Calculations at a Koch curve. The Koch curve is built by dividing a line into three equal segments, putting an equilateral triangle above the middle segment and removing the bottom line of this. This is repeated with the four new lines, and so on, infinitely. This makes the Koch curve a fractal with the Hausdorff dimension ln(4)/ln(3)≈1,26186 and infinite length.
The single steps are called iterations. Here, the length of a Koch curve after n iterations can be calculated. Its height is the height of the first equilateral triangle. Enter the number of iterations and one of the two lengths. Choose the number of decimal places, then click Calculate.

Formulas:
m = l * (4/3)^{n}
h = √3 / 6 * l

Lengths and height have the same one-dimensional unit (e.g. meter). The number of iterations is dimensionless and an integer.

The name fractal was Benoît by BenoĆ®t Mandelbrot, it comes from the Latin word fractus, which means broken. This refers to the Hausdorff dimension of such structures, which, unlike the geometric shapes we are used to, is not an integer. To calculate the Hausdorff dimension for the Koch curve, see above. If it is tripled in each direction, this curve becomes four times as large. A rectangle, for example, becomes nine, i.e. 3² times as large, if it is tripled in each direction, and is therefore two-dimensional. A cuboid, on the other hand, would be 27, i.e. 3³ times as large, and is therefore three-dimensional.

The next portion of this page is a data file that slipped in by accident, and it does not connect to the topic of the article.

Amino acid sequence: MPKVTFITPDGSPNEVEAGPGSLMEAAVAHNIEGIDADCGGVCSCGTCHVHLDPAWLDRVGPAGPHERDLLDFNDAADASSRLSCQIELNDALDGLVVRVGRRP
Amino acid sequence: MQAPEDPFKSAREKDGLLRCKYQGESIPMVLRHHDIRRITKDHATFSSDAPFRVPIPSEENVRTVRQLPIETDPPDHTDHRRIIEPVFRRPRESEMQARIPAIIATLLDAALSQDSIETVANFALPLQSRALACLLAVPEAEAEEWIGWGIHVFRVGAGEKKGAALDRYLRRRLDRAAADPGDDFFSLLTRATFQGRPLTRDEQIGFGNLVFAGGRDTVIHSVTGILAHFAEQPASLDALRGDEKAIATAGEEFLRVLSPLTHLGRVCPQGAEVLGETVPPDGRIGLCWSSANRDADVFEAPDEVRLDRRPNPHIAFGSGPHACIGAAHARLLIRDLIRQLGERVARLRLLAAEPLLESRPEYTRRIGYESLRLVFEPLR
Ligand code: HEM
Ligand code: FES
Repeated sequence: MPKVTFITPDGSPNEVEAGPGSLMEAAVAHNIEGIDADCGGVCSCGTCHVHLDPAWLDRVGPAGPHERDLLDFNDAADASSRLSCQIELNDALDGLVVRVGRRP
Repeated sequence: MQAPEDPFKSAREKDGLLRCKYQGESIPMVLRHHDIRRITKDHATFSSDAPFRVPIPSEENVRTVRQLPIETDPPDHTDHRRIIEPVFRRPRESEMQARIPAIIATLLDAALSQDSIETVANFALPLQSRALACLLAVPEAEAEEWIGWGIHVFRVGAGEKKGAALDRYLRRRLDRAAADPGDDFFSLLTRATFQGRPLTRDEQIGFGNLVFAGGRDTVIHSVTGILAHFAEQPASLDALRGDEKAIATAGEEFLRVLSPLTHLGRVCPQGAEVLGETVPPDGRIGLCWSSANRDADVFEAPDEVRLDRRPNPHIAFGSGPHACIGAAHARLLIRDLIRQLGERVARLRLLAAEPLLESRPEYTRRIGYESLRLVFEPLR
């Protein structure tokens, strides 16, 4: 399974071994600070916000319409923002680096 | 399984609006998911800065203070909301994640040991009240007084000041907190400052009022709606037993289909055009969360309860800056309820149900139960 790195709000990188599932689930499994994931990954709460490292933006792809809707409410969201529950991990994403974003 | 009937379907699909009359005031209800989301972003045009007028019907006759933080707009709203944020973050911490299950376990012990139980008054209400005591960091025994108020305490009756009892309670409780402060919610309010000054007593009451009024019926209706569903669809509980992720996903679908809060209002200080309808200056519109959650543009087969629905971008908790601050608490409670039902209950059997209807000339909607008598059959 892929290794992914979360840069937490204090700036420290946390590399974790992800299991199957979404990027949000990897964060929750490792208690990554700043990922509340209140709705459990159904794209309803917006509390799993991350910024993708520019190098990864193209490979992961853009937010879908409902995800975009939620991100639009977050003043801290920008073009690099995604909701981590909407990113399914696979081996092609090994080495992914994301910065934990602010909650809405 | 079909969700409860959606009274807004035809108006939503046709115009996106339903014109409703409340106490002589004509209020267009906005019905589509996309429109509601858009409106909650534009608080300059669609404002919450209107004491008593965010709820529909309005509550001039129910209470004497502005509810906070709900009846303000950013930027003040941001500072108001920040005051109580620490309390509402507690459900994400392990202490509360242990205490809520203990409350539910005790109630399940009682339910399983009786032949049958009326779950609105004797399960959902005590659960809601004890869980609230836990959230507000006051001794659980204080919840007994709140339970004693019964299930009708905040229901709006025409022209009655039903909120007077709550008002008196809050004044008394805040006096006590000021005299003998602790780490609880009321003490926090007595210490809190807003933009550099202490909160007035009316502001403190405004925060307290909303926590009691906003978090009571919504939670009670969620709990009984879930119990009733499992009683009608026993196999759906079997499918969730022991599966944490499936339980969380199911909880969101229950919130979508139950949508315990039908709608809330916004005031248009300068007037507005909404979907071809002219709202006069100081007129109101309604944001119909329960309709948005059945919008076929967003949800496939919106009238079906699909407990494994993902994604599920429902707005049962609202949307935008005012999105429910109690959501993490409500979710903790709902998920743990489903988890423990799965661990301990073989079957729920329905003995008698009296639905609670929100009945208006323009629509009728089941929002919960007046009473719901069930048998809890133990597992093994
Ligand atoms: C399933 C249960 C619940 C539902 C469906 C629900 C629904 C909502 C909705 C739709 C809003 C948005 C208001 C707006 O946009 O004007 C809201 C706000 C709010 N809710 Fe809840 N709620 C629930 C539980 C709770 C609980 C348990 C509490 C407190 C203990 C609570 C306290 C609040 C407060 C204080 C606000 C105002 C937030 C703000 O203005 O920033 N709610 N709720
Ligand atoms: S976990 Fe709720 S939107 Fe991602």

However, the famous Mandelbrot set named after Mandelbrot is also a fractal, although not only the set itself, but also its boundary line has the Hausdorff dimension 2, although it is not known whether the boundary has an area or not. But this is only a glimpse into the world of fractals, into which the Koch curve represents a good introduction.